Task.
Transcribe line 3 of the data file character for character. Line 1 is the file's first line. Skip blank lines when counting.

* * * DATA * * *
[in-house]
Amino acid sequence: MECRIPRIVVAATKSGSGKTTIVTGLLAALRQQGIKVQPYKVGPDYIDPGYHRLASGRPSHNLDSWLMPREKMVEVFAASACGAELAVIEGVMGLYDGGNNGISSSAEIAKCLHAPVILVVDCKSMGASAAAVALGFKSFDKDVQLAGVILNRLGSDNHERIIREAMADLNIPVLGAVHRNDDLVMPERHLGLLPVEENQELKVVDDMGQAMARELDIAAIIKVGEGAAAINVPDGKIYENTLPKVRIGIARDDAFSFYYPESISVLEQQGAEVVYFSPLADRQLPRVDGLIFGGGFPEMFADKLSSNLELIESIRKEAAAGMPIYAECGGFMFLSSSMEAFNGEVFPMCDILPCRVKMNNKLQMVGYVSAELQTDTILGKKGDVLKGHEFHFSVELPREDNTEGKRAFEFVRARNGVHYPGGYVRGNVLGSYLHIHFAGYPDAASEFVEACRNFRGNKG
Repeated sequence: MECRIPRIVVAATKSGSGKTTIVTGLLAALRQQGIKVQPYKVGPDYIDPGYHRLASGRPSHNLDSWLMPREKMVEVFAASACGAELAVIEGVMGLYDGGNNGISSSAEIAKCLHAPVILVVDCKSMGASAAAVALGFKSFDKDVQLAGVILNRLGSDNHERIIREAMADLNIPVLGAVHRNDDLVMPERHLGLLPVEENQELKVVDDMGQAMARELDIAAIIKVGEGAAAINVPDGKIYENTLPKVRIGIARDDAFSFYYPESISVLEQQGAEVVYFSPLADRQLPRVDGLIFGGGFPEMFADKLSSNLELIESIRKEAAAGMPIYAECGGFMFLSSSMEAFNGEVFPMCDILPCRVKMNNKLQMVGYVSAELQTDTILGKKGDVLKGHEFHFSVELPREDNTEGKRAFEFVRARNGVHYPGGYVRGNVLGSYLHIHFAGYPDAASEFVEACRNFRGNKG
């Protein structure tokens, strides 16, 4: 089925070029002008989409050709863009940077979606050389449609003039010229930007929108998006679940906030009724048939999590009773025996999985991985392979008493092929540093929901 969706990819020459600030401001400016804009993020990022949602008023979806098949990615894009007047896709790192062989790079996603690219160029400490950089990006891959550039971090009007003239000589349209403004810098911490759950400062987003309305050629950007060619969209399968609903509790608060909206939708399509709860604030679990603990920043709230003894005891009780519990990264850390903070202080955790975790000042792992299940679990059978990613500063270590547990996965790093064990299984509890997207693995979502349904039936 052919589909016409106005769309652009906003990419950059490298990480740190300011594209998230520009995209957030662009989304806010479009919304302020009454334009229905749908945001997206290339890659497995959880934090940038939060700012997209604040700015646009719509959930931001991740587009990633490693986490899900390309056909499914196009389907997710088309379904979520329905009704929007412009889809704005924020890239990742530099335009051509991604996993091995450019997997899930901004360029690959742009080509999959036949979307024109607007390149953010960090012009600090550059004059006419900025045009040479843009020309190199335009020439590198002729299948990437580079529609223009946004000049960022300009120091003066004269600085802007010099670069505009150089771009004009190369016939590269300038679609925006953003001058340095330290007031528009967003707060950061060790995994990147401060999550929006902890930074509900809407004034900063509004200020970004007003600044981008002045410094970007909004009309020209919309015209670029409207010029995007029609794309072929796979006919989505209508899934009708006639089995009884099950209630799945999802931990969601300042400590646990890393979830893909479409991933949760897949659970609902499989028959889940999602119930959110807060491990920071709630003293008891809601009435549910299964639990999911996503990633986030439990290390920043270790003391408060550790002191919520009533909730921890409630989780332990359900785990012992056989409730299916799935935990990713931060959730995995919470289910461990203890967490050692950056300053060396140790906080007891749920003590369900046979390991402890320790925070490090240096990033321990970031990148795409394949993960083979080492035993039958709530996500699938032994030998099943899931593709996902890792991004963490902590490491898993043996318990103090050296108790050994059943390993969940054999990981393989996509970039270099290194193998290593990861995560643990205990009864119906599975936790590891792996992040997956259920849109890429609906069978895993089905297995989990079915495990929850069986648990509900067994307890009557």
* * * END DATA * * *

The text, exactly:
Repeated sequence: MECRIPRIVVAATKSGSGKTTIVTGLLAALRQQGIKVQPYKVGPDYIDPGYHRLASGRPSHNLDSWLMPREKMVEVFAASACGAELAVIEGVMGLYDGGNNGISSSAEIAKCLHAPVILVVDCKSMGASAAAVALGFKSFDKDVQLAGVILNRLGSDNHERIIREAMADLNIPVLGAVHRNDDLVMPERHLGLLPVEENQELKVVDDMGQAMARELDIAAIIKVGEGAAAINVPDGKIYENTLPKVRIGIARDDAFSFYYPESISVLEQQGAEVVYFSPLADRQLPRVDGLIFGGGFPEMFADKLSSNLELIESIRKEAAAGMPIYAECGGFMFLSSSMEAFNGEVFPMCDILPCRVKMNNKLQMVGYVSAELQTDTILGKKGDVLKGHEFHFSVELPREDNTEGKRAFEFVRARNGVHYPGGYVRGNVLGSYLHIHFAGYPDAASEFVEACRNFRGNKG